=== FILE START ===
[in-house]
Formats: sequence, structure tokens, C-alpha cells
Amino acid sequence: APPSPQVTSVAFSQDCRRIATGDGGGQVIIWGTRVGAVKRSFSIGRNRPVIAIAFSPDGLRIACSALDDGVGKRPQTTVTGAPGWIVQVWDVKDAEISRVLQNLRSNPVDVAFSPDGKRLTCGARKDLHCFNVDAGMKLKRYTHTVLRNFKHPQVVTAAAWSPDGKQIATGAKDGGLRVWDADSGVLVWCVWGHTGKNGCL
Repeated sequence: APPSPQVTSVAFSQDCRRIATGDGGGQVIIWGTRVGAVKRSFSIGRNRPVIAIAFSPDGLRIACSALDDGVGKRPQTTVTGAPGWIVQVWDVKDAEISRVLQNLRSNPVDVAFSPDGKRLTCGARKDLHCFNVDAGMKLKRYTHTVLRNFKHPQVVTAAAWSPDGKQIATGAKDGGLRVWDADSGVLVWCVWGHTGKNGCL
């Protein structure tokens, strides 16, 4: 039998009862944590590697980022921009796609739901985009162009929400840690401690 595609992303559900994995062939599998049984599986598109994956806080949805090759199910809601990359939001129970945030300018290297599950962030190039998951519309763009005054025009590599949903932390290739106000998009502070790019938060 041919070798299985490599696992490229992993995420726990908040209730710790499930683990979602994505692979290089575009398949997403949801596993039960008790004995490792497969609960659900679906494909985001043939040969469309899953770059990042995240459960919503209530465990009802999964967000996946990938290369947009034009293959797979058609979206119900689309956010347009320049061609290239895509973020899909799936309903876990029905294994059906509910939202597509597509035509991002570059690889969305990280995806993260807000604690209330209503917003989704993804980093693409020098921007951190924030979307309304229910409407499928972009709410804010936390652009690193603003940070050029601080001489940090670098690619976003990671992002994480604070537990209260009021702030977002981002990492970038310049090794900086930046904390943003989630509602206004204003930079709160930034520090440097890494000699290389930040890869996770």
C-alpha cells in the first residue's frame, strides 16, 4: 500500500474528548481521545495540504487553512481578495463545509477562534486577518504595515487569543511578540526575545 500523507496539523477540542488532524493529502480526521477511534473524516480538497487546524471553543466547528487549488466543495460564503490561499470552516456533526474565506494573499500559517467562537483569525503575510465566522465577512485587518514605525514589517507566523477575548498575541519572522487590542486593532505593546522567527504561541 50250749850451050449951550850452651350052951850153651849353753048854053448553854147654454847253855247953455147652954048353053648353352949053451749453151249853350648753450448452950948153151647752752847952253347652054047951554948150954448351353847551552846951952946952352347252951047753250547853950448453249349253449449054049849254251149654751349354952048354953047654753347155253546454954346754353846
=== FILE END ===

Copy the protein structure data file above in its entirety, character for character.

[in-house]
Formats: sequence, structure tokens, C-alpha cells
Amino acid sequence: APPSPQVTSVAFSQDCRRIATGDGGGQVIIWGTRVGAVKRSFSIGRNRPVIAIAFSPDGLRIACSALDDGVGKRPQTTVTGAPGWIVQVWDVKDAEISRVLQNLRSNPVDVAFSPDGKRLTCGARKDLHCFNVDAGMKLKRYTHTVLRNFKHPQVVTAAAWSPDGKQIATGAKDGGLRVWDADSGVLVWCVWGHTGKNGCL
Repeated sequence: APPSPQVTSVAFSQDCRRIATGDGGGQVIIWGTRVGAVKRSFSIGRNRPVIAIAFSPDGLRIACSALDDGVGKRPQTTVTGAPGWIVQVWDVKDAEISRVLQNLRSNPVDVAFSPDGKRLTCGARKDLHCFNVDAGMKLKRYTHTVLRNFKHPQVVTAAAWSPDGKQIATGAKDGGLRVWDADSGVLVWCVWGHTGKNGCL
């Protein structure tokens, strides 16, 4: 039998009862944590590697980022921009796609739901985009162009929400840690401690 595609992303559900994995062939599998049984599986598109994956806080949805090759199910809601990359939001129970945030300018290297599950962030190039998951519309763009005054025009590599949903932390290739106000998009502070790019938060 041919070798299985490599696992490229992993995420726990908040209730710790499930683990979602994505692979290089575009398949997403949801596993039960008790004995490792497969609960659900679906494909985001043939040969469309899953770059990042995240459960919503209530465990009802999964967000996946990938290369947009034009293959797979058609979206119900689309956010347009320049061609290239895509973020899909799936309903876990029905294994059906509910939202597509597509035509991002570059690889969305990280995806993260807000604690209330209503917003989704993804980093693409020098921007951190924030979307309304229910409407499928972009709410804010936390652009690193603003940070050029601080001489940090670098690619976003990671992002994480604070537990209260009021702030977002981002990492970038310049090794900086930046904390943003989630509602206004204003930079709160930034520090440097890494000699290389930040890869996770």
C-alpha cells in the first residue's frame, strides 16, 4: 500500500474528548481521545495540504487553512481578495463545509477562534486577518504595515487569543511578540526575545 500523507496539523477540542488532524493529502480526521477511534473524516480538497487546524471553543466547528487549488466543495460564503490561499470552516456533526474565506494573499500559517467562537483569525503575510465566522465577512485587518514605525514589517507566523477575548498575541519572522487590542486593532505593546522567527504561541 50250749850451050449951550850452651350052951850153651849353753048854053448553854147654454847253855247953455147652954048353053648353352949053451749453151249853350648753450448452950948153151647752752847952253347652054047951554948150954448351353847551552846951952946952352347252951047753250547853950448453249349253449449054049849254251149654751349354952048354953047654753347155253546454954346754353846